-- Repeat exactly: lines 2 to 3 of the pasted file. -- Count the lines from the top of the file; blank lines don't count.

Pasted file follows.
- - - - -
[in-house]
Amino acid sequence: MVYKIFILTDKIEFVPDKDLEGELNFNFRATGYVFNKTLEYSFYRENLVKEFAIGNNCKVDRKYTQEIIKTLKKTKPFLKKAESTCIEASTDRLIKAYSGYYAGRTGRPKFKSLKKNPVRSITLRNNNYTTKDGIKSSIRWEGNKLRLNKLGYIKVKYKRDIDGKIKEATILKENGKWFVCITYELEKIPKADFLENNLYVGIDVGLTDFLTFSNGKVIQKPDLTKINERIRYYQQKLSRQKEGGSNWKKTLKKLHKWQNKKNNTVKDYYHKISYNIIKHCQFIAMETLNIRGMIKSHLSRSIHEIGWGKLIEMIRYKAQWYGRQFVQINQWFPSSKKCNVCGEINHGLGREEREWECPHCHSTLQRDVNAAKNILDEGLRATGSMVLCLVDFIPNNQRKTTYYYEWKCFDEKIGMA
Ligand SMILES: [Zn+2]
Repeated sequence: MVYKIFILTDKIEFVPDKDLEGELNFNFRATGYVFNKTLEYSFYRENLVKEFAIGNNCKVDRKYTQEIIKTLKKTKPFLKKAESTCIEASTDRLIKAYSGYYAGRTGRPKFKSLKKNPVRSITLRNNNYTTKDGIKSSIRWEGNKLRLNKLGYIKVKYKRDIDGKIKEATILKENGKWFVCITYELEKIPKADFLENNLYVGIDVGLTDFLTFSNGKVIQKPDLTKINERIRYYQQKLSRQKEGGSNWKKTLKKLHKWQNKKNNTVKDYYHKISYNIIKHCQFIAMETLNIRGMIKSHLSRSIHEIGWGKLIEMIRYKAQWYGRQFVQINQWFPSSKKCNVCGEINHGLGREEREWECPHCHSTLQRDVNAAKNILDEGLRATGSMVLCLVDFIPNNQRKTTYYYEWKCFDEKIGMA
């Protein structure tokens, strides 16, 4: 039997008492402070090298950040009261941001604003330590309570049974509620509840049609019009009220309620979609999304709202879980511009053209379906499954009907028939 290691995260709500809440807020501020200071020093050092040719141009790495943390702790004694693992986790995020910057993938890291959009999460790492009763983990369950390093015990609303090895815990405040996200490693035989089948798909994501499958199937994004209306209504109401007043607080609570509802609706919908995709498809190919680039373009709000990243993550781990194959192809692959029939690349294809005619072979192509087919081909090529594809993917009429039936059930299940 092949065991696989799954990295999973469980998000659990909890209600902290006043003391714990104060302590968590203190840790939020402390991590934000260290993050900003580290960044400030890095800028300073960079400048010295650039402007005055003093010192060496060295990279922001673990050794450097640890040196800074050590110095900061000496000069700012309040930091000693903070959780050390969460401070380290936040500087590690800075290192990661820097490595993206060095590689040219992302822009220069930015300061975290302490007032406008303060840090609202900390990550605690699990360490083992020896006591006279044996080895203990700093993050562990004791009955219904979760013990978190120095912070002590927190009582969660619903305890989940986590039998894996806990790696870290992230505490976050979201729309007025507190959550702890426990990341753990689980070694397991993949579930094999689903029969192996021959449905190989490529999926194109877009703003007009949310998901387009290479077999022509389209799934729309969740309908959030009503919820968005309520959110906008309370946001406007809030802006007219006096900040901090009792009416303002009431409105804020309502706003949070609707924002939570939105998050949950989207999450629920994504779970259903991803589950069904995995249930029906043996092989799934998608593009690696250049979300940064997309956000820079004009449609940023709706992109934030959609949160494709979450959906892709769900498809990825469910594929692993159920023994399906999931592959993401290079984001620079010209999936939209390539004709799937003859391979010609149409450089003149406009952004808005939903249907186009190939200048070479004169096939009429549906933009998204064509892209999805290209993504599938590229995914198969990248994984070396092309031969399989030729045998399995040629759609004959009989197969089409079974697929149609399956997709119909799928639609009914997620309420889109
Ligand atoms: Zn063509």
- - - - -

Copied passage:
Amino acid sequence: MVYKIFILTDKIEFVPDKDLEGELNFNFRATGYVFNKTLEYSFYRENLVKEFAIGNNCKVDRKYTQEIIKTLKKTKPFLKKAESTCIEASTDRLIKAYSGYYAGRTGRPKFKSLKKNPVRSITLRNNNYTTKDGIKSSIRWEGNKLRLNKLGYIKVKYKRDIDGKIKEATILKENGKWFVCITYELEKIPKADFLENNLYVGIDVGLTDFLTFSNGKVIQKPDLTKINERIRYYQQKLSRQKEGGSNWKKTLKKLHKWQNKKNNTVKDYYHKISYNIIKHCQFIAMETLNIRGMIKSHLSRSIHEIGWGKLIEMIRYKAQWYGRQFVQINQWFPSSKKCNVCGEINHGLGREEREWECPHCHSTLQRDVNAAKNILDEGLRATGSMVLCLVDFIPNNQRKTTYYYEWKCFDEKIGMA
Ligand SMILES: [Zn+2]